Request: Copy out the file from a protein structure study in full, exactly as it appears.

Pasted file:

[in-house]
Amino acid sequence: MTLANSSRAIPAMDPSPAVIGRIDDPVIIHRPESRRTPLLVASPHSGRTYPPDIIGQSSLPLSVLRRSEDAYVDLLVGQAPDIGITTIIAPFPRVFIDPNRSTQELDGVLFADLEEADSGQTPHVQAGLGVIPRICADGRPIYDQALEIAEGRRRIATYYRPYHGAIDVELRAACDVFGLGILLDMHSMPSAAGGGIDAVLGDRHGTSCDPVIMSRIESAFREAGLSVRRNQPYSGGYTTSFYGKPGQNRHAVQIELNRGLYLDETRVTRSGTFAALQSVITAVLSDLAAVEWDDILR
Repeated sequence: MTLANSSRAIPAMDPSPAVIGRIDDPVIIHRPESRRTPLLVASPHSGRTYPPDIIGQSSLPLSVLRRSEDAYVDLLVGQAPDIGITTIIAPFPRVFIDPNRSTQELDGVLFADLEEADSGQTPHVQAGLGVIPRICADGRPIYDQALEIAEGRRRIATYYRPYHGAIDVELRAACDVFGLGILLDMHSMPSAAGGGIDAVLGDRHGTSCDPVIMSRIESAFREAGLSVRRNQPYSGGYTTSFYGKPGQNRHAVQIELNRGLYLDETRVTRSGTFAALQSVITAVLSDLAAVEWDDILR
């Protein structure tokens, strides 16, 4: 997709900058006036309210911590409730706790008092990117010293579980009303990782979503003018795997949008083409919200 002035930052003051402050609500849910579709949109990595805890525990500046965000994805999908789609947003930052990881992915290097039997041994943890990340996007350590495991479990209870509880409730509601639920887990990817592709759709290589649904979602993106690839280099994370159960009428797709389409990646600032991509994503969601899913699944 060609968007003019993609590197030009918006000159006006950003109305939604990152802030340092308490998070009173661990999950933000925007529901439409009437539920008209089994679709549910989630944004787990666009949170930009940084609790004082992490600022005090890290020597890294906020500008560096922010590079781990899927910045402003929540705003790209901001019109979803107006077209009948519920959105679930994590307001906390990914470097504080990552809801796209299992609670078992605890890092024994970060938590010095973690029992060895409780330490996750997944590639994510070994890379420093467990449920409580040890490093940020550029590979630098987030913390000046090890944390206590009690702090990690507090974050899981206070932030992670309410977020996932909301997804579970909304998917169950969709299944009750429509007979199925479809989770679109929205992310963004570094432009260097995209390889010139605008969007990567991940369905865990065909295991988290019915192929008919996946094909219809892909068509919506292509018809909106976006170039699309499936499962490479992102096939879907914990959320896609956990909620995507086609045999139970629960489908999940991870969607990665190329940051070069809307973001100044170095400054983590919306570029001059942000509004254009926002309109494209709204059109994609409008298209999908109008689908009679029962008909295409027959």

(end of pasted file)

[in-house]
Amino acid sequence: MTLANSSRAIPAMDPSPAVIGRIDDPVIIHRPESRRTPLLVASPHSGRTYPPDIIGQSSLPLSVLRRSEDAYVDLLVGQAPDIGITTIIAPFPRVFIDPNRSTQELDGVLFADLEEADSGQTPHVQAGLGVIPRICADGRPIYDQALEIAEGRRRIATYYRPYHGAIDVELRAACDVFGLGILLDMHSMPSAAGGGIDAVLGDRHGTSCDPVIMSRIESAFREAGLSVRRNQPYSGGYTTSFYGKPGQNRHAVQIELNRGLYLDETRVTRSGTFAALQSVITAVLSDLAAVEWDDILR
Repeated sequence: MTLANSSRAIPAMDPSPAVIGRIDDPVIIHRPESRRTPLLVASPHSGRTYPPDIIGQSSLPLSVLRRSEDAYVDLLVGQAPDIGITTIIAPFPRVFIDPNRSTQELDGVLFADLEEADSGQTPHVQAGLGVIPRICADGRPIYDQALEIAEGRRRIATYYRPYHGAIDVELRAACDVFGLGILLDMHSMPSAAGGGIDAVLGDRHGTSCDPVIMSRIESAFREAGLSVRRNQPYSGGYTTSFYGKPGQNRHAVQIELNRGLYLDETRVTRSGTFAALQSVITAVLSDLAAVEWDDILR
């Protein structure tokens, strides 16, 4: 997709900058006036309210911590409730706790008092990117010293579980009303990782979503003018795997949008083409919200 002035930052003051402050609500849910579709949109990595805890525990500046965000994805999908789609947003930052990881992915290097039997041994943890990340996007350590495991479990209870509880409730509601639920887990990817592709759709290589649904979602993106690839280099994370159960009428797709389409990646600032991509994503969601899913699944 060609968007003019993609590197030009918006000159006006950003109305939604990152802030340092308490998070009173661990999950933000925007529901439409009437539920008209089994679709549910989630944004787990666009949170930009940084609790004082992490600022005090890290020597890294906020500008560096922010590079781990899927910045402003929540705003790209901001019109979803107006077209009948519920959105679930994590307001906390990914470097504080990552809801796209299992609670078992605890890092024994970060938590010095973690029992060895409780330490996750997944590639994510070994890379420093467990449920409580040890490093940020550029590979630098987030913390000046090890944390206590009690702090990690507090974050899981206070932030992670309410977020996932909301997804579970909304998917169950969709299944009750429509007979199925479809989770679109929205992310963004570094432009260097995209390889010139605008969007990567991940369905865990065909295991988290019915192929008919996946094909219809892909068509919506292509018809909106976006170039699309499936499962490479992102096939879907914990959320896609956990909620995507086609045999139970629960489908999940991870969607990665190329940051070069809307973001100044170095400054983590919306570029001059942000509004254009926002309109494209709204059109994609409008298209999908109008689908009679029962008909295409027959």